Bartleby and The Black Cat

I had a conversation a few days ago with somebody who was reading a Melville book at a coffee shop, it suffice to say that it did not end well. Bartleby is a big deal to me, as I don’t want every book out there to be tainted by liberalism: Bartleby is a victim, he was ‘oppressed’, Melville was prophetic — being smart enough, in those dark times apparently, to anticipate modern, more tolerant attitudes, Bartleby was weak and needed to be take care of, that the lawyer was too ‘judgmental’, that he categorized people, that he was prejudiced.

The most banal bullshit in the world, and of course completely wrong, but in calmer moments, I can admit that it’s not altogether easy avoiding such an understanding if one isn’t used to paying attention to the story. It basically skips over reading the text entirely in order to reflect vaguely on the ending — ‘But somebody died! They must have been a victim of oppression. All he wanted to do was be left alone with his skittles — er, cakes, what have you.’ But I do admit, in calmer times, that reading isn’t altogether trivial — it takes some practice to read dialectically, to cease reading on assumptions on what the text *must have* wanted to do.

If we were to return to the text, however, we would remember that the lawyer was *overwhelmingly* generous with Bartleby — to the point that the lawyer himself seems to be insane one. And he was — he was haunted, something about Bartleby appealed to him in a highly personal, inexplicable way. The story was not about a violation of basic human rights but rather about why the lawyer *didn’t* get rid of him on the first day, why the lawyer kept him around for as long as he did — parting with him only when it began to negatively affect his business, and even then, dragging up his entire office rather than forcibly ejecting him. And Bartleby was not at all a victim, innocent, stupid, and passive, a far cry from being a buddhist — this is a good thing — his last words were, ‘I know where I am’, and ‘I know you, and I want nothing to say to you’.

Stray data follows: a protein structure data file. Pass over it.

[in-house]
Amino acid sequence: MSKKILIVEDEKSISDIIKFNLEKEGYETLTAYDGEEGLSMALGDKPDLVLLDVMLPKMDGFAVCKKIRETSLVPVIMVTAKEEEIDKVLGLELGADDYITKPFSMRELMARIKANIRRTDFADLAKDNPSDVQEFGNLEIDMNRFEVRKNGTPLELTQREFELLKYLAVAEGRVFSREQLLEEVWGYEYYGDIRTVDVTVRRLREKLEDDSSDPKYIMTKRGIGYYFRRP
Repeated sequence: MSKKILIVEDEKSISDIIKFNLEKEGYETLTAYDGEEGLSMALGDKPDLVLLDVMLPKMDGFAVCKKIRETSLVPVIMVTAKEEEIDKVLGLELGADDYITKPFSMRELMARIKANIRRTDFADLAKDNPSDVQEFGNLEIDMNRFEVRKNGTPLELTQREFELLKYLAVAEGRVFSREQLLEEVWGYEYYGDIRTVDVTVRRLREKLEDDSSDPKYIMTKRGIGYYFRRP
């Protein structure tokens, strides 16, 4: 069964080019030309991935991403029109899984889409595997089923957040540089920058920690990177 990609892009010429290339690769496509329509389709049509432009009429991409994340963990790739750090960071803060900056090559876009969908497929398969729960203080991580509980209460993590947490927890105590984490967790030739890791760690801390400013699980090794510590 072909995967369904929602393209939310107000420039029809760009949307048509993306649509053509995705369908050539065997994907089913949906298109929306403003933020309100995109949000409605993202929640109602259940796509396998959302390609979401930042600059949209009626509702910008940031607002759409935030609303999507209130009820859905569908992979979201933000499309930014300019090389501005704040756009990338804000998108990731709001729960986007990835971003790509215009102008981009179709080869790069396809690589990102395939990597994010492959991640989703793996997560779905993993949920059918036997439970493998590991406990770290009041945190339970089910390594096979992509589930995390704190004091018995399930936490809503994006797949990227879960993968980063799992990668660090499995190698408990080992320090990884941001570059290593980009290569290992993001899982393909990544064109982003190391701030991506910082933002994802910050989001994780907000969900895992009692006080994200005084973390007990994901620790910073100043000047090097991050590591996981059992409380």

Bartleby can be linked to the long chain of what we’ve been concerned with, maybe we can call it ‘psychotic literature’: Sleepaway Camp, Psycho, The Black Cat, and others. The story is in some sense very similar to The Black Cat, it speaks, in the first person, of the defeat of my best laid out plans by methods which are entirely too simple. It might actually be an interesting and useful exercise to simply draw one-to-one mappings between the two stories, and if we were to do so, we would certainly come across some very interesting incongruences that are not at all accidental but seem to reflect a further thinking about the same problem. Bartleby is the cat. The lawyer is the murderer, or the psycho killer. Except, of course, he isn’t — be he does run a law firm, the practice of which can be considered criminal — not in the sense that lawyers are evil but in the sense that all forms of holism should be considered criminal, to be human is to be criminal, it is, on some level, seeing what we can get away with, seeing what we can pass ourselves off as.